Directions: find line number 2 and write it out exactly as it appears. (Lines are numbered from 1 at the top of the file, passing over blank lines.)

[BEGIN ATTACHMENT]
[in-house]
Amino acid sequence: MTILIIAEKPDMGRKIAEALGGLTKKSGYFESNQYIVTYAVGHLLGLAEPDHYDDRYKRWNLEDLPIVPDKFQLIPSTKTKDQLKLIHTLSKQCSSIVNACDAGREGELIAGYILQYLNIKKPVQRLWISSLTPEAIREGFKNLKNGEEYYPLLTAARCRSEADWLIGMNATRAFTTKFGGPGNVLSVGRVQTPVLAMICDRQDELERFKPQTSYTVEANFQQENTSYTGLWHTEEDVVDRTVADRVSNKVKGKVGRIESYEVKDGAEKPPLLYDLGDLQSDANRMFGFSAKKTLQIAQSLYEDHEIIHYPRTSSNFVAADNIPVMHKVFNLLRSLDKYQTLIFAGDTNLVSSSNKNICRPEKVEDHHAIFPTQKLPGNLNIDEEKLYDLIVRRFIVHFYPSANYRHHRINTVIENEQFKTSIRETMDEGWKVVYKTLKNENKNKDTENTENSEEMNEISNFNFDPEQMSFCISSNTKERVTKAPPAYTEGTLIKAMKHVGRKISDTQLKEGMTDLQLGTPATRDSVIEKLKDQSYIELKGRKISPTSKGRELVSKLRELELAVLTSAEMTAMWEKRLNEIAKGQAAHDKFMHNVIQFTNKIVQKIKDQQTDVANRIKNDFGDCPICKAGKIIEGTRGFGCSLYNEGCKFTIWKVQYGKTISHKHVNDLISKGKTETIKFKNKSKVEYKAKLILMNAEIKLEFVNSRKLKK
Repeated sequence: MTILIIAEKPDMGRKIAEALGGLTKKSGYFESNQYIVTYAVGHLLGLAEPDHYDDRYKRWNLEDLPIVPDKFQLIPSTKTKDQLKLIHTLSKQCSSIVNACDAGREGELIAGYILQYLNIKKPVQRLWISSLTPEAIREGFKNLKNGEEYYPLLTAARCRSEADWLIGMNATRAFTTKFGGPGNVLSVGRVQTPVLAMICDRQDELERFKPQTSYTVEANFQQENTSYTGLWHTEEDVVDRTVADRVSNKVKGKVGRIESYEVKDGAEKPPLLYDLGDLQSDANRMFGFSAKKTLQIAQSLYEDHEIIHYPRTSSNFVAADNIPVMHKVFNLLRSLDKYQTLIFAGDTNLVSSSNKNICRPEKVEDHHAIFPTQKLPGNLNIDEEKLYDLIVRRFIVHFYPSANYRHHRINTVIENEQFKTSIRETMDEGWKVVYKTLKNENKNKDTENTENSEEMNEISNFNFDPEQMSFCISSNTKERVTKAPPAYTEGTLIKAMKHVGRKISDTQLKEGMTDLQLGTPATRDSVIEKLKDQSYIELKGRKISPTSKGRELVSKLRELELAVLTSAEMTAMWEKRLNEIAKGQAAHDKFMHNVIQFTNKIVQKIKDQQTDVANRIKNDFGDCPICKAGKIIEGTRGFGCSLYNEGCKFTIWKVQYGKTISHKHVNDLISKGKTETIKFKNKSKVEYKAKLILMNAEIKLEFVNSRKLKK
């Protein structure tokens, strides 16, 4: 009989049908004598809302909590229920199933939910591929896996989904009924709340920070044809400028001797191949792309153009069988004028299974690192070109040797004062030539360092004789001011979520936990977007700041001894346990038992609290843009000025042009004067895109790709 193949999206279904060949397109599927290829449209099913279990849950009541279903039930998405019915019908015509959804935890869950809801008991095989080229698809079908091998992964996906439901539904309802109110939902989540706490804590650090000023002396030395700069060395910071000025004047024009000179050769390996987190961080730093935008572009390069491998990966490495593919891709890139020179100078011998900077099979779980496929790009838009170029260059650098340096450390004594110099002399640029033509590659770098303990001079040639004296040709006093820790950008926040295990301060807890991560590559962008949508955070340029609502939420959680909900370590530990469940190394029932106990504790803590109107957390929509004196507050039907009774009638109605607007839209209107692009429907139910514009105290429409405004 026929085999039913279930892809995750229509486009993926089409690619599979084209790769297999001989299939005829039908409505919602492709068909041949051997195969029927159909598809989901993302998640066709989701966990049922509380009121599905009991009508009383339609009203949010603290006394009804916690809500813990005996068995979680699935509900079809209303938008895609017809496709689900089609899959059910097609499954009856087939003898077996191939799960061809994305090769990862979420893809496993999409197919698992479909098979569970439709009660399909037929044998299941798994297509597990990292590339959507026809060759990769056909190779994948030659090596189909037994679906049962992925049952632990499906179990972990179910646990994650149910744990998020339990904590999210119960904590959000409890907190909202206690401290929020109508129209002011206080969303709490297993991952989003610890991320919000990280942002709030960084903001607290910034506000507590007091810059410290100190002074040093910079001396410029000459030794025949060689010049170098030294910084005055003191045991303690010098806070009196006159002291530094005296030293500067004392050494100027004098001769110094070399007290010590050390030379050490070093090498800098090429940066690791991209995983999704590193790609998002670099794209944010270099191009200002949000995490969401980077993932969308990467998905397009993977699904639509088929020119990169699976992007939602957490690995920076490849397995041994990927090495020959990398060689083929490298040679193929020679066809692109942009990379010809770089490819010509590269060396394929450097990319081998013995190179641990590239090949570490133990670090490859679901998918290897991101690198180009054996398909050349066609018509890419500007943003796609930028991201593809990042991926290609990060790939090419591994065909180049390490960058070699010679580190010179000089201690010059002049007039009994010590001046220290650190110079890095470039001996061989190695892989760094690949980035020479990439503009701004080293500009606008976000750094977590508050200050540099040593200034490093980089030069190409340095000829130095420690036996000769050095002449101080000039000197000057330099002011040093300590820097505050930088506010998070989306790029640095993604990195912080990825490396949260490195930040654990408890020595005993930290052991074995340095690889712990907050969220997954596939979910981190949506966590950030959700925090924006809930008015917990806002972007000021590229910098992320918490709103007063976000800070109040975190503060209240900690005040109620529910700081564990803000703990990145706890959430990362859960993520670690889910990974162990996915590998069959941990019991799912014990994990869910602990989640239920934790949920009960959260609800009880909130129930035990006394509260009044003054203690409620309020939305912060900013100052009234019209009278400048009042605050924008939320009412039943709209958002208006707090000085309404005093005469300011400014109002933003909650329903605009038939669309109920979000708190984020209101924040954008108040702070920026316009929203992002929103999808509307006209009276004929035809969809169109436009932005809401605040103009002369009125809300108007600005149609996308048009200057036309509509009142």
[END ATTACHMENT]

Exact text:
Amino acid sequence: MTILIIAEKPDMGRKIAEALGGLTKKSGYFESNQYIVTYAVGHLLGLAEPDHYDDRYKRWNLEDLPIVPDKFQLIPSTKTKDQLKLIHTLSKQCSSIVNACDAGREGELIAGYILQYLNIKKPVQRLWISSLTPEAIREGFKNLKNGEEYYPLLTAARCRSEADWLIGMNATRAFTTKFGGPGNVLSVGRVQTPVLAMICDRQDELERFKPQTSYTVEANFQQENTSYTGLWHTEEDVVDRTVADRVSNKVKGKVGRIESYEVKDGAEKPPLLYDLGDLQSDANRMFGFSAKKTLQIAQSLYEDHEIIHYPRTSSNFVAADNIPVMHKVFNLLRSLDKYQTLIFAGDTNLVSSSNKNICRPEKVEDHHAIFPTQKLPGNLNIDEEKLYDLIVRRFIVHFYPSANYRHHRINTVIENEQFKTSIRETMDEGWKVVYKTLKNENKNKDTENTENSEEMNEISNFNFDPEQMSFCISSNTKERVTKAPPAYTEGTLIKAMKHVGRKISDTQLKEGMTDLQLGTPATRDSVIEKLKDQSYIELKGRKISPTSKGRELVSKLRELELAVLTSAEMTAMWEKRLNEIAKGQAAHDKFMHNVIQFTNKIVQKIKDQQTDVANRIKNDFGDCPICKAGKIIEGTRGFGCSLYNEGCKFTIWKVQYGKTISHKHVNDLISKGKTETIKFKNKSKVEYKAKLILMNAEIKLEFVNSRKLKK